Food Deserts. What is a Food Desert?. Definition : Low-income communities without ready access to healthy and affordable food Effects 23.5 million Americans (including 6.5 million children) Occurs both in urban and rural areas
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What is a Food Desert? • Definition: Low-income communities without ready access to healthy and affordable food • Effects 23.5 million Americans (including 6.5 million children) • Occurs both in urban and rural areas • Linked with poor diet, higher levels of obesity and other diet-related diseases (ex. diabetes) • People eat what’s convenient and affordable, which often means fast food
Consequences of Food Deserts • Linked with poor diet, higher levels of obesity and other diet-related diseases (ex. diabetes) • People eat what’s convenient and affordable, which often means fast food • Data reports from the FRAC suggest that there are: • A lack of grocery stores • A high cost associated with “good” food • An easy availability of fast food • Combine to create an ideal environment for poor nutrition in low-income areas.
no car and no supermarket store within a mile 2.3 million people do not have access to a car and live more than a mile from a supermarket (5 miles in rural areas) June 2009
This map colors each county in America by the percentage of households in food deserts
Clustered mostly in Appalachia, the Deep South, and on Indian reservations
Food Atlas Data • http://maps.ers.usda.gov/FoodAtlas/ Low income and greater than one mile to a grocery store.
NYC Food Deserts • 2008 study conducted by the New York City Department of City Planning • 3 million New Yorkers live in “high-need neighborhoods” (not enough supermarkets and too many health problems) • Called for a 20% increase in new grocery stores • Food bought at discount stores & pharmacies where there’s no fresh produce • “In our study, a significant percentage of [people in low-income neighborhoods] reported that in the day before our survey, they had not eaten fresh fruit or vegetables. Not one. That really is a health crisis in the city” • http://www.nyc.gov/html/dcp/html/supermarket/index.shtml
Wal-Mart Plan • Wal-Mart: • Plans to build or expand 275-300 stores (by 2016) in underserved areas, promising access to healthy fresh food. • The retailer is promising to reformulate “everyday packaged food items” to reduce sodium by 25% and added sugars by 10%. • All trans-fats in products sold at Wal-Mart will be removed from products by 2015 (this is potentially huge because it will affect many national brands as well) • Will introduce a new front of pack nutrition label in Q2 2012 to help consumers make healthier choices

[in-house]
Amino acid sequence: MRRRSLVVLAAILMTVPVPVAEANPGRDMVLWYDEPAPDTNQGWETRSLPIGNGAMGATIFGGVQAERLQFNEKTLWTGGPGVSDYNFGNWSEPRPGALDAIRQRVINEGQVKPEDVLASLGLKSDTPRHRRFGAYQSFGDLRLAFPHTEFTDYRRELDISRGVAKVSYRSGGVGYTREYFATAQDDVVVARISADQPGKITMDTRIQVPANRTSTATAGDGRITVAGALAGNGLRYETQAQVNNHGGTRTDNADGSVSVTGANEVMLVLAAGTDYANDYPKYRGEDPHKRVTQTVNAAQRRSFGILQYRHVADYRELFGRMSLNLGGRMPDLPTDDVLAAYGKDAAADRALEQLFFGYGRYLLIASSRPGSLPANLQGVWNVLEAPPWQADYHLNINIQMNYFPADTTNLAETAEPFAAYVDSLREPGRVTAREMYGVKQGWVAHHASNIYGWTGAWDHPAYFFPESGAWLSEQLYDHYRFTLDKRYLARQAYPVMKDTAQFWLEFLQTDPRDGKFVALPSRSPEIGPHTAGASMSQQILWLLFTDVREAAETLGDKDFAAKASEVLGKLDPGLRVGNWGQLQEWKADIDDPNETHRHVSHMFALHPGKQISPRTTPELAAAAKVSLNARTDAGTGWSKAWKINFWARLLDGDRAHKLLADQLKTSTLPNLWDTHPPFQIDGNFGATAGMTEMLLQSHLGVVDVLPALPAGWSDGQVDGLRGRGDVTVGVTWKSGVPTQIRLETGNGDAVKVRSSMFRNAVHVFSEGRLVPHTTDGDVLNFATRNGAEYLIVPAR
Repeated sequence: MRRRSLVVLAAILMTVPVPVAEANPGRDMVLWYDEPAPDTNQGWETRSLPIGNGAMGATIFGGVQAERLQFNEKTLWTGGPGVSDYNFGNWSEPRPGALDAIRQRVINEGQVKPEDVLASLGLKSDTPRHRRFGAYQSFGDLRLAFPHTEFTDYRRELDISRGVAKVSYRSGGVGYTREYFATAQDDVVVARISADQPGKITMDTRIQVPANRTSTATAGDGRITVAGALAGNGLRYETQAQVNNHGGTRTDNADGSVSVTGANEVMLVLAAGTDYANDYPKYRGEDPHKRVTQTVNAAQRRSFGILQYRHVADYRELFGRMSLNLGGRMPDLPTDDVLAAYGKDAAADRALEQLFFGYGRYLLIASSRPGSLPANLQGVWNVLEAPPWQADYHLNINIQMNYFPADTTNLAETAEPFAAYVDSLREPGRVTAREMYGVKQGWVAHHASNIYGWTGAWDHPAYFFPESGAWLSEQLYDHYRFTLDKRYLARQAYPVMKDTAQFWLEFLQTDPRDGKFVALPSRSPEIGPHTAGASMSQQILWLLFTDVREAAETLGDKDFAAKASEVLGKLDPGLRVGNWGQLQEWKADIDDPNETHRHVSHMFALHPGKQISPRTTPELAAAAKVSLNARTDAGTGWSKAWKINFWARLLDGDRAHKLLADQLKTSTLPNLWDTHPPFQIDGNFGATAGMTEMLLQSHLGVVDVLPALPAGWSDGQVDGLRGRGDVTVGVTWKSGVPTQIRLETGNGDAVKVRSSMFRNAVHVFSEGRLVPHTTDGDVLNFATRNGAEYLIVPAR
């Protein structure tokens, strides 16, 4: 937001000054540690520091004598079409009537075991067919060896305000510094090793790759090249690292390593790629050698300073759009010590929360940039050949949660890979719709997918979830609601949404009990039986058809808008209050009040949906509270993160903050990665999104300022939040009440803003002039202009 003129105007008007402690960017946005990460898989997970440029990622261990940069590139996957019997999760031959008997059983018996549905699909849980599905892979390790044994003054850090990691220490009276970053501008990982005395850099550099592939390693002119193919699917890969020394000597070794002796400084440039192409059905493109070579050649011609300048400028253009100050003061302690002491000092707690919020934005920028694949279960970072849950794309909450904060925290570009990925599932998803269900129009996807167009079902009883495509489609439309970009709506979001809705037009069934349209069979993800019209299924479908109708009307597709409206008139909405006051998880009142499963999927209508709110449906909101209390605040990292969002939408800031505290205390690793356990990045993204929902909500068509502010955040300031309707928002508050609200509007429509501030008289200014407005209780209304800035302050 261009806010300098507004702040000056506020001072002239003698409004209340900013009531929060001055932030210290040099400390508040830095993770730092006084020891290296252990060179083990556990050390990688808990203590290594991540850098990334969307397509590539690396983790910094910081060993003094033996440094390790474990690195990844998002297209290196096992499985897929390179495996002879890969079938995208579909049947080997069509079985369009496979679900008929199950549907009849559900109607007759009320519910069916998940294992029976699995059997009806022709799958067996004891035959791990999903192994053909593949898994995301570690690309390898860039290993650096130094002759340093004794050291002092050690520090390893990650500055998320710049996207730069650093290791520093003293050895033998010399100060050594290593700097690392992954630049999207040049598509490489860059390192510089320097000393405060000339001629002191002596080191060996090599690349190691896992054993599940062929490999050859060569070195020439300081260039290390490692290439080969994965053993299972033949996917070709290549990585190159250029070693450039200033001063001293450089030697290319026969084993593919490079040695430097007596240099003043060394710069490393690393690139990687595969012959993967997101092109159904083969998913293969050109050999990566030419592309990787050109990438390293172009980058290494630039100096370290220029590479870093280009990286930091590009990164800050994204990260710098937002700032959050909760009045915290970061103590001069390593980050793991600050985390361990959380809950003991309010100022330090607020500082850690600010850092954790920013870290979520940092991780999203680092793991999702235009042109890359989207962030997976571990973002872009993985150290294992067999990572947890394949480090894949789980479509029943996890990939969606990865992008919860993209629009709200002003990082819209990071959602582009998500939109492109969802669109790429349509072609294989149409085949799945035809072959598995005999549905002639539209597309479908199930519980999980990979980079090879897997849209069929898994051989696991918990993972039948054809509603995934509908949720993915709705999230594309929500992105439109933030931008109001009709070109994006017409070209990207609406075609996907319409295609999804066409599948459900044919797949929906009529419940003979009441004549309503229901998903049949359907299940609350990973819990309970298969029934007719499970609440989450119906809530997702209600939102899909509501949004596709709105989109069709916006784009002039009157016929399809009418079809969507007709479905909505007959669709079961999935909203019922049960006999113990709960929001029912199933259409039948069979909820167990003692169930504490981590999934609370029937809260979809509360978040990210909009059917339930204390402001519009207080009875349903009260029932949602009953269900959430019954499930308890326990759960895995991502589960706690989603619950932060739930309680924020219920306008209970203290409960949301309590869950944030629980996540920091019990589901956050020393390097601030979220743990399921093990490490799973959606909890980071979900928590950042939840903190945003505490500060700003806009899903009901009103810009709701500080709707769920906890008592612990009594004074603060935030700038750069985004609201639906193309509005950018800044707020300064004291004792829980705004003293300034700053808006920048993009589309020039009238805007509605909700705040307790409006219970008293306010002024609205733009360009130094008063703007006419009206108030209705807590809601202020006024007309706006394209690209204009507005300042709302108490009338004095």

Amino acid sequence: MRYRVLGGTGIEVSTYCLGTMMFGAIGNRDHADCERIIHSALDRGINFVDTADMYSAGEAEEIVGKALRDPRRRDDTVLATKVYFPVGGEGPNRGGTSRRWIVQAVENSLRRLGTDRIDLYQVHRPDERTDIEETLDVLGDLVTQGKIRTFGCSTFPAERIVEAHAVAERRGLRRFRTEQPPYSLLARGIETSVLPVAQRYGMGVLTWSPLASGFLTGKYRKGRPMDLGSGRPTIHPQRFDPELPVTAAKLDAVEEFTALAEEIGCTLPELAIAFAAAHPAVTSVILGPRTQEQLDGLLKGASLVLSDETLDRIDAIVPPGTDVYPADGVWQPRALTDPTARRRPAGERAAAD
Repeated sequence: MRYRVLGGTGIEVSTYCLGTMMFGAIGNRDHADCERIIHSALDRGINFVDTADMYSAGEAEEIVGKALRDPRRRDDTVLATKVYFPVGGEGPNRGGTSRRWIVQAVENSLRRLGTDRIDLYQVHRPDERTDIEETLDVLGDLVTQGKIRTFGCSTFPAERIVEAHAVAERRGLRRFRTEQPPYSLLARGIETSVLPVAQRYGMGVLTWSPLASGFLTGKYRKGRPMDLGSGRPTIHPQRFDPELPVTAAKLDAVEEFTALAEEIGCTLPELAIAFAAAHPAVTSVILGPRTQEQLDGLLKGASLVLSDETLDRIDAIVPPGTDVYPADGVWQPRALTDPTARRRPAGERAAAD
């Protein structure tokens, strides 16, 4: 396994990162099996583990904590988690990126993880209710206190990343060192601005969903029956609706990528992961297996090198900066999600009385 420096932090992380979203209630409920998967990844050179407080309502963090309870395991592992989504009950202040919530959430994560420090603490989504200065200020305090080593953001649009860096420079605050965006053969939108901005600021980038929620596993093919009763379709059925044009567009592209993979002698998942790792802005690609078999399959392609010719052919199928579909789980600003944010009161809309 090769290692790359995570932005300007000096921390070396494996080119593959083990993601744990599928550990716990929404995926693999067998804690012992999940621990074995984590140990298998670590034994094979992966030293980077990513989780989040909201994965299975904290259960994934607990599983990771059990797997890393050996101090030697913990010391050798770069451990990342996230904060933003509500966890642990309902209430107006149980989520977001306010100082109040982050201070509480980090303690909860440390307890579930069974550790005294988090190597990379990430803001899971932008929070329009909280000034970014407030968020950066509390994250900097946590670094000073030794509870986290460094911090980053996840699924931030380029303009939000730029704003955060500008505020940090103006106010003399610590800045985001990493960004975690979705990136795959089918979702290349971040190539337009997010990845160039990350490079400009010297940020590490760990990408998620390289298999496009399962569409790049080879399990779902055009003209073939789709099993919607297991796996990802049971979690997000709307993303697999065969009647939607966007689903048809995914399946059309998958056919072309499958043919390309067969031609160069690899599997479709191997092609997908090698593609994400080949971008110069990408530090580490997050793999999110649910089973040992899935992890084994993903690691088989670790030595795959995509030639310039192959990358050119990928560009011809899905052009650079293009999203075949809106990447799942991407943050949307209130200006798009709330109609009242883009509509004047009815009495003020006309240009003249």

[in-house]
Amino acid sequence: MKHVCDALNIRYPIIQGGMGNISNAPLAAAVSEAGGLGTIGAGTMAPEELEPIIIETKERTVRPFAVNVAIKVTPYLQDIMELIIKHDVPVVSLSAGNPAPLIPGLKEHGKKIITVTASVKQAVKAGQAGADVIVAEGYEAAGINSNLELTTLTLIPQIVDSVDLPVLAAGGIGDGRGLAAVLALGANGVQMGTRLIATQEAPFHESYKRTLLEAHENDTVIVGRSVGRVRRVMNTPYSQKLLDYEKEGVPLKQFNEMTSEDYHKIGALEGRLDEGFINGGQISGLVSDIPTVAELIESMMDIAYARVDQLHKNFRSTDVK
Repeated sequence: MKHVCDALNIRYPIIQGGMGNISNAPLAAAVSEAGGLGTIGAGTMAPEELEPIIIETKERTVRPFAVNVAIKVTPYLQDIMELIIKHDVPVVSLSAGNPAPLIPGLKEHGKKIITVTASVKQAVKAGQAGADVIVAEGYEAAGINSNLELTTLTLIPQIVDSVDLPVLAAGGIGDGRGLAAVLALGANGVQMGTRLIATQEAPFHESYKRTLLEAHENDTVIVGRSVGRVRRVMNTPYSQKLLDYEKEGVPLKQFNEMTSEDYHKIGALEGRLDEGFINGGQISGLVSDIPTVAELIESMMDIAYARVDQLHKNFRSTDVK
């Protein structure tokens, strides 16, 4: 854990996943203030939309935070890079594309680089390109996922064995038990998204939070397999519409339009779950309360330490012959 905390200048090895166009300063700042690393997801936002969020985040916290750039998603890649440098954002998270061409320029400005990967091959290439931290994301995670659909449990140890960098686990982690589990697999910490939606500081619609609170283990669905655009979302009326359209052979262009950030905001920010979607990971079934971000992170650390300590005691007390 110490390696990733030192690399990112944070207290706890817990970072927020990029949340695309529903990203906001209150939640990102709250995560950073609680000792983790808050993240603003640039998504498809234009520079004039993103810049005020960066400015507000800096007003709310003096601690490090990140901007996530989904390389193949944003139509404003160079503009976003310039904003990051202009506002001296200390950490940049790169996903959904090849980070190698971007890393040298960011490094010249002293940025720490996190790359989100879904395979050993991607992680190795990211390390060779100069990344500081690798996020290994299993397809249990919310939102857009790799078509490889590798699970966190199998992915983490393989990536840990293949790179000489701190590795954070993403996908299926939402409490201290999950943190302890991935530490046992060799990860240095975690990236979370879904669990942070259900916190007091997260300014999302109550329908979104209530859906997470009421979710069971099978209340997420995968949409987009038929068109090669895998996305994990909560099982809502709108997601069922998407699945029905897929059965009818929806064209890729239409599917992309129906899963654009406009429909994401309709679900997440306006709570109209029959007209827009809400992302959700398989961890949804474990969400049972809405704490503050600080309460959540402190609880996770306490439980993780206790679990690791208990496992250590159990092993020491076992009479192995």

Partnership for a Healthier America • Note the picture from a Walgreens Pharmacy below. • Select Walgreens locations are beginning to carry more amounts of fresh produce to meet community needs and provide nutritional meals.
NYC Food deserts • Lack of supermarkets and high rates of diabetes are correlated and concentrated in minority and poor neighborhoods
NYC Food deserts (contd.) • Lack of supermarkets and high rates of diabetes are correlated and concentrated in minority and poor neighborhoods
Food Desert locator • The Food Desert Locator is project of the U.S. Department of Agriculture, Economic Research Service • Spatial overview of low-income neighborhoods with high concentrations of people who are far away from a grocery store • Can map food deserts and view census tract-level statistics on population groups with low access to healthy food • Pairs nicely with the Food Environment Atlas
Case Study: Chicago • 2009, South Side of Chicago
Food Desert Analysis • What are the environmental, political, social, cultural and economic effects of food deserts? • What are the causes and consequences of food deserts in low-income areas?
Ex. Political, Economic • First Lady is addressing the issue as part of her “Let’s Move!” Initiative • Latest news (July 20, 2011) • Expanding access to fresh food • Creating jobs • SUPERVALU(6,000), Walgreens, Walmart (40,000)
Ex. Political, ECONOMIC • Rahm Emanuel • Has made eradicating food deserts a major priority as mayor of Chicago • Held the city’s 1st “Food Desert Summit” last month (June 13, 2011)
Questions for debate • How much does where you live determine what and how you eat? • What role do you think inequality (race, gender, social class, age, etc.) plays? • Would developing more grocery stores in “food deserts” be a key to healthier eating in those communities? • What are the positive and negative effects of encouraging large retailers like Walmart to expand their reach in food deserts? • What would you propose to get people in low-income neighborhoods to eat healthier?